WHICH would you choose, if you had to? Which is the right choice?

In our data privacy seminars, the speakers would often answer, "Data." For me, it depends -- on how much money I'm getting, and what data they're taking.

If you were to offer me P1 million for my contact details -- my phone number and email address -- I'd give it to you in a heartbeat.

But if you were to ask for my biometrics-my fingerprints or a drop of my blood -- or a video of me -- I wouldn't give it to you no matter the price.

It would cost me less than a million pesos to change my phone number and my email address, but I can't change my fingerprints, my blood type, or my eyes. You can take these, and pretend to be me -- some locks can be programmed to open with a person's fingerprints or their retina scan. A few drops of my blood will tell you more about me than I know about myself. Even if you knew my mobile number I can block you from calling me; but if you have my fingerprints or a copy of my government-issued ID, you can pretend to be me.

This is why the law classifies personal data into two: personal information, and sensitive personal information. Both need to be protected, but the penalties are higher for failure to protect sensitive personal information.

Personal information is any information that can be used to identify a person: "Any information whether recorded in a material form or not, from which the identity of an individual is apparent or can be reasonably and directly ascertained by the entity holding the information or when put together with other information would directly and certainly identify an individual." (IRR, Sec. 3 (l)).

It can be anything that can be used to identify a person -- a phone number, a credit card account number, or in the story of Cinderella, the shoe that she wore to the ball.

Sensitive personal information is information that is, well, more "sensitive" -- information that can be used to harass a person, or discriminate against him/her, or to impersonate a person. These include information about a person's race, ethnic origin, marital status, age, color, and religious, philosophical, or political affiliations; information about an individual's health, education, genetic or sexual life; court records, and government-issued IDs.

For establishments that collect personal data, though, the question "Pera o Data" should always be answered with, "Data."

There are different penalties for the misuse and failure to protect personal data, and those unfamiliar with data privacy laws might end up bankrupt with all the fines they might have to pay. Not to mention the jail term that goes with the fine.

A simple membership form for a loyalty card, for example, contains a mix of personal and sensitive personal information. The minimum would usually be a person's full name, contact number, email and residence addresses, civil status, and age. Name, contact number, and address are personal information; civil status and age are sensitive personal information.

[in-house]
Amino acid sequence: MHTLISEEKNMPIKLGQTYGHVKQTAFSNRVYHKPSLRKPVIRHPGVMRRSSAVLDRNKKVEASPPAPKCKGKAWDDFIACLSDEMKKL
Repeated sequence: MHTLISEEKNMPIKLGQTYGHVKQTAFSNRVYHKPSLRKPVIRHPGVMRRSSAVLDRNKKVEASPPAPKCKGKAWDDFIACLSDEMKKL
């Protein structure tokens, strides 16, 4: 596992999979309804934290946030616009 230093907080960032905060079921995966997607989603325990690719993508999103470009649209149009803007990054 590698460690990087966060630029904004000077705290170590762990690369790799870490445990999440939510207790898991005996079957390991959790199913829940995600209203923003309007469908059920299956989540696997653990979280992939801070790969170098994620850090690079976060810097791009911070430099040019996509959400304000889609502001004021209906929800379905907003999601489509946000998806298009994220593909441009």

What if an overeager marketing consultant sees the membership form and calls up the applicant, offering new products, and the person complains to the National Privacy Commission (NPC)?

The first thing that the NPC will look for is the consent -- was the person asked if he/she was okay with receiving marketing calls/promo information? If not, that can be unauthorized processing, which is punishable with a P500,000 to P2 million fine and a one-year to three-year jail term, if we're talking about personal information. But no, the membership form includes civil status and age. Well then, that's a possible fine of between P500,000 to P4 million, for every member the overeager marketing consultant called up.

What if, shocked at the response and the threat to file a complaint, the marketing consultant threw the membership form into the garbage can, and the form was later found and taken by someone else? Said marketing consultant could be fined P100,000 to P500,000 for improper disposal of personal information.

What if that membership form wasn't thrown away but was misplaced instead, and the information was leaked to someone else?

That would be a personal data breach -- or allowing someone access due to negligence, which could mean a fine of P500,000 to P2 million fine and a jail term of between one year to three years, if the information leaked was only personal information. If that form contained sensitive personal information -- civil status and age, for example -- the penalty would be a fine of P500,000 to P4 million, and a jail term of between three to six years. For one membership form.

But this is the employee we're talking about. What about the company? The law requires those who process personal data to have a Data Protection Officer (DPO) (IRR, Section 26), and to put in place organizational, physical, and technical security measures to protect the personal data the company collected and processed.

Can you imagine what would happen to all those establishments that get personal data for contact tracing for Covid-19 in case of a data breach? Though some of the forms contain only the barest minimum personal data -- name, phone number, and address -- they all contain sensitive personal data, because they have health information -- at the very least, information on the person's body temperature, and on when and where this was taken.

A single data breach -- say, someone taking the box where all those paper forms were dropped into -- could mean millions of pesos in fine for a company.


Dana Batnag heads the policy and risk management section in the data privacy office of a private company. She may be contacted at yourdataprotectionofficer@protonmail.com